Hair and makeup was done. The gown was on. Guests were on their way from Perth to Mandurah on West Australia's southwest coast and further afield. The groom was making last minute adjustments to his bowtie.
It was now just an hour until their wedding reception was due to begin and they were still awaiting a phone call with nervous anticipation.
Jasmin (nee Shaffer) and Rhys Gorczynski had married at the registry office with face masks and a handful of family and friends at noon and were ready to celebrate with 70 guests.
A day earlier WA premier Mark McGowan had announced a snap COVID lockdown and the reception venue called immediately to cancel.
The Gorczynski's - "devastated but totally understanding" - called guests to tell them the wedding was off.
Soon though it came to light that weddings were not included in the raft of restrictions.
"We then received another phone call saying we could go ahead and they would appreciate us going through with it as they had prepped all the food," Ms Gorczynski said.
They excitedly contacted guests to tell them it was back on.
Confusion was rife
But the next day news emerged of two more cases of community transmission in Perth.
Confusion was rife across the state and just two hours before guests were due to arrive, the venue management panicked and called to cancel again.
"We were horrified and my husband basically begged them to reconsider...the owner said he would get back to us," Ms Gorczynski said.
But just an hour before the reception start time, the owner called to say their vegan wedding feast could definitely not go ahead.
"I was so shocked.
"It's honestly the worst thing that's ever happened to me in my life - it sounds petty but there's nothing that can fix that. I only intend to get married once," the disability support worker said.
'We thought that cases would spike'
When the manager of the reception venue spoke to the Mail, she had not long thrown out a lot of wasted food and she sounded as devastated as the newlyweds.
"We really panicked," the manager said.
"We had intended to go ahead and then the news came through that there had been two more cases of community transmission. We thought at that point that cases would spike.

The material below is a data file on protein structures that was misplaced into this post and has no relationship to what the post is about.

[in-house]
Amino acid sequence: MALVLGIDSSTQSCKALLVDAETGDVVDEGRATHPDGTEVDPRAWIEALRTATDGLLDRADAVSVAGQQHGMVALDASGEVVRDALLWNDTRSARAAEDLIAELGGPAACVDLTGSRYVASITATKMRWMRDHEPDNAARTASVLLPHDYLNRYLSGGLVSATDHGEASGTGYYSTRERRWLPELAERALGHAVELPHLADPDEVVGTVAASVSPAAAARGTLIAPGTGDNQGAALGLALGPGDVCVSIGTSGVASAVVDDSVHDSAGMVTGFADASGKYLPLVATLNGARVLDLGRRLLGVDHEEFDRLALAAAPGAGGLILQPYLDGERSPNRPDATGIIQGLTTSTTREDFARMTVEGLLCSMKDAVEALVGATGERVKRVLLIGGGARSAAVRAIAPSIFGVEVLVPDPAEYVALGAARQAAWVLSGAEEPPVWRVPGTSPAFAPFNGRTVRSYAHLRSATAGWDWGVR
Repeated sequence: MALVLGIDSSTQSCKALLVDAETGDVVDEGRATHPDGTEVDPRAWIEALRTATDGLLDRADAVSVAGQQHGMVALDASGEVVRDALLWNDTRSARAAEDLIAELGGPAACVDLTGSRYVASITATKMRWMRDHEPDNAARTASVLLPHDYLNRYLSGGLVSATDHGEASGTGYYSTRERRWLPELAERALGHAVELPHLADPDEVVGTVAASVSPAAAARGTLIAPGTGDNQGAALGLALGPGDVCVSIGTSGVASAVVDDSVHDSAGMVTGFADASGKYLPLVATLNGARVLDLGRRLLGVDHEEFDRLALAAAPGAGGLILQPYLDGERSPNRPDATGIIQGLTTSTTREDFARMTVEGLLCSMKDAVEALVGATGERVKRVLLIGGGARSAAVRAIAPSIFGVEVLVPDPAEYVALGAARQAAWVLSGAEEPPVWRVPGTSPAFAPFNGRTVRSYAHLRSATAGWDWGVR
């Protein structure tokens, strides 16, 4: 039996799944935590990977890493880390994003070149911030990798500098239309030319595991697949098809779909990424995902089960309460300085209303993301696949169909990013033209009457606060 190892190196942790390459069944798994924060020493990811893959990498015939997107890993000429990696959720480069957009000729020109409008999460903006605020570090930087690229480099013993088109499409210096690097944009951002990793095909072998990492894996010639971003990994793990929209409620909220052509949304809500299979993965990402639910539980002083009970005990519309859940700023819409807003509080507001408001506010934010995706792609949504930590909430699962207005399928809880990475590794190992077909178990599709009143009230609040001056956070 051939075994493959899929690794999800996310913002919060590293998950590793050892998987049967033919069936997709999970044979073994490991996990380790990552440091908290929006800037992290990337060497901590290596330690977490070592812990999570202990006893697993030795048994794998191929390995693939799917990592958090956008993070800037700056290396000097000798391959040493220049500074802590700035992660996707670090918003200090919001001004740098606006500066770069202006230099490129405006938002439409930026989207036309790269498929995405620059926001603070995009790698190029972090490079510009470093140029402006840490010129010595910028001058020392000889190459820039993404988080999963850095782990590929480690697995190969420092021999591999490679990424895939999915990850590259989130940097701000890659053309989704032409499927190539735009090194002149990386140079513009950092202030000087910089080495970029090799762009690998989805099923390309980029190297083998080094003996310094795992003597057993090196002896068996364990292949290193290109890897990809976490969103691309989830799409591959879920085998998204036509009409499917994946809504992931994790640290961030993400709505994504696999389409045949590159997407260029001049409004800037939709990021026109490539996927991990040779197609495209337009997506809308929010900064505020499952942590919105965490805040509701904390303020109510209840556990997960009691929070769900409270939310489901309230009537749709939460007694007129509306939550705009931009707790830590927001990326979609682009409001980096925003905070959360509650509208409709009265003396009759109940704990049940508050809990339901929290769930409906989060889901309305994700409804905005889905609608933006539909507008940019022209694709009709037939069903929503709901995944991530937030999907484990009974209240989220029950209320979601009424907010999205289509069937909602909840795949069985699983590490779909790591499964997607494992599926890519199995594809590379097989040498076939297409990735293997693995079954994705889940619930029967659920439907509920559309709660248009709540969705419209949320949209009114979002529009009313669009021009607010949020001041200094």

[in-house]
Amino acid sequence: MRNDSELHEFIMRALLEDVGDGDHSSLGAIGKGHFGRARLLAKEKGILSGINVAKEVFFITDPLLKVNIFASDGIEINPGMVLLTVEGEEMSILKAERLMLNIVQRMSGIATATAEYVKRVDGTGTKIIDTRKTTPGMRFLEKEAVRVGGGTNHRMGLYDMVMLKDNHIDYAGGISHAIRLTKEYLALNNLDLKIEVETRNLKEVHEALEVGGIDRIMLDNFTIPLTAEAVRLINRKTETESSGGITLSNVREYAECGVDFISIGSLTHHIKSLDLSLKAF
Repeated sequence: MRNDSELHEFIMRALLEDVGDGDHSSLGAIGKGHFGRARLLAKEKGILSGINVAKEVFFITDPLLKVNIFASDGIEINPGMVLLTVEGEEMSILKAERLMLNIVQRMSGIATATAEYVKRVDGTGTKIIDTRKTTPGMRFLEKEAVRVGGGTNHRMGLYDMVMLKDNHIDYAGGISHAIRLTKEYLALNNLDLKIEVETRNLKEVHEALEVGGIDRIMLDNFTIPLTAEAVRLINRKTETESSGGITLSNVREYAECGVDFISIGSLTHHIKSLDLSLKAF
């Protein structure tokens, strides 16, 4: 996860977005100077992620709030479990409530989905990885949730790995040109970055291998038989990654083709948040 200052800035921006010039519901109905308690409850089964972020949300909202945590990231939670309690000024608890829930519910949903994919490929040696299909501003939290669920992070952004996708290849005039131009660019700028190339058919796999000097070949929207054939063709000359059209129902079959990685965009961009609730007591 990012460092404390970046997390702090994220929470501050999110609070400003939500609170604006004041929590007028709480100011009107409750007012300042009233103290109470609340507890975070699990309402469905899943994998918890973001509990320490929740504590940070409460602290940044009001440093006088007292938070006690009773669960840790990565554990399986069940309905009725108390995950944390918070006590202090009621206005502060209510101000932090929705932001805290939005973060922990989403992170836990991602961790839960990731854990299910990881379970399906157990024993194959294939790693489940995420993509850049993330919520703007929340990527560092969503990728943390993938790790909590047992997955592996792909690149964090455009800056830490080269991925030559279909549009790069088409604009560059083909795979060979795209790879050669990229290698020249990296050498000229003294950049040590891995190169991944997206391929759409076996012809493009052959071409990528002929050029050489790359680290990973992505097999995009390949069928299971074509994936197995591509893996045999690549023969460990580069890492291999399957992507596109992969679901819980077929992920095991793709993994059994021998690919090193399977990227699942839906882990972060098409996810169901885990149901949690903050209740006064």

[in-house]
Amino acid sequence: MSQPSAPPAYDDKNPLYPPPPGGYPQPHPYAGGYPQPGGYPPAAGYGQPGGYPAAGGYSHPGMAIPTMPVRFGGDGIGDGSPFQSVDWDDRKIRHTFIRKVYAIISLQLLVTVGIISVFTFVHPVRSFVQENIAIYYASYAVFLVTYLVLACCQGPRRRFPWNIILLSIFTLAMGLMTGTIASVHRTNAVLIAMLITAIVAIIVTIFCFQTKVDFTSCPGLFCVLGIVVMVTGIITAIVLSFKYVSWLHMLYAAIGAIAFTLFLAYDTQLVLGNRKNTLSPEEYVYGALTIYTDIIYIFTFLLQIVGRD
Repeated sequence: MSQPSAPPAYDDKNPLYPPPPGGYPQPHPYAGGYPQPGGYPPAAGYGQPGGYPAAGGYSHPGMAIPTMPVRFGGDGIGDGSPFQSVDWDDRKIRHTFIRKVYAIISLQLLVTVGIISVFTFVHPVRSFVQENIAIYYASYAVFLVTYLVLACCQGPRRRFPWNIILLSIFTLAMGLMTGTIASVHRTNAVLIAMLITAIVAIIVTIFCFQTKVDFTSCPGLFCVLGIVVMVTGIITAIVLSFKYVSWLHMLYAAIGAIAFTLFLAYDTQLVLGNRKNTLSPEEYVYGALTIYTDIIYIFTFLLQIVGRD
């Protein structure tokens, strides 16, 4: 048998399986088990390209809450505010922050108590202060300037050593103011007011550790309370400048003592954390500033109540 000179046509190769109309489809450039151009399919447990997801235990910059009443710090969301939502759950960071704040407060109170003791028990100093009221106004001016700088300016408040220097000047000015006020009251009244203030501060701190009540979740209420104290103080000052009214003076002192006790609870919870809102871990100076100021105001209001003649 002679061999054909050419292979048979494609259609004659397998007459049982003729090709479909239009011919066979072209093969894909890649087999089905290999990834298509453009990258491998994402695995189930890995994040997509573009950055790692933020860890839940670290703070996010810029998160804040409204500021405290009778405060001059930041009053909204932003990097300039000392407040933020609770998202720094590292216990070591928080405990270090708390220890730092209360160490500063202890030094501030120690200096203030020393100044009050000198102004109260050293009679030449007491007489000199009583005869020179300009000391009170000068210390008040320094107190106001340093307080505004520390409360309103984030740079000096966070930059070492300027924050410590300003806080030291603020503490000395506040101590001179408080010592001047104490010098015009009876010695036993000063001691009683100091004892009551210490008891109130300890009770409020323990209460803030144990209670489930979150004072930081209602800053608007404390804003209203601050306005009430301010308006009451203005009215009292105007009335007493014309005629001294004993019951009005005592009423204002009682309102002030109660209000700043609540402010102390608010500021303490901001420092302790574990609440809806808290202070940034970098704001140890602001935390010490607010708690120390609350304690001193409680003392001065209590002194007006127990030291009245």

"The group was 70 people and we knew it included guests from Perth. Staff weren't comfortable working and we didn't want to put them in that position. We were in a sticky situation."
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There was so much at stake, she said.
"We also had to think of the community - what if we allowed this to go ahead and then we were responsible for a COVID outbreak in Mandurah. It would mean the end of our business - not just this one but our other businesses if we were to go down - that's 60 staff losing jobs.
"We understand 100 per cent from the couple's perspective," she said. "It would have been devastating for them."
Laying on the floor sobbing
While the restaurant was throwing out food, the couple was throwing out the parts of their wedding cake and feeling the weight of what had happened.
Ms Gorczynski's single mum had forked out $600 for the extravagant cake and in a last-ditch bid for it to not go to waste, they tried to stage photos. But even that was marked by bitterness.
Tears had washed off Ms Gorczynski's makeup and she said she felt and looked "atrocious".
"It all went to waste," she said.
"This is a night that we can not get back. We can have a party another day, but it's not our wedding day. Plus, a lot of people had taken time off work including a bunch of my husband's FIFO friends that probably couldn't all get the same time off again."
'Good way to start a marriage'
Now that the dust has settled, Ms Gorczynski is trying to find the good in the dreadful situation.
"I'm usually the one who does all the organising so seeing my husband step up like that and take charge of everything was amazing for me," she said.
"It was actually a good way to start a marriage - me realising he will step up.
"My husband has the patience of a saint, he was so good."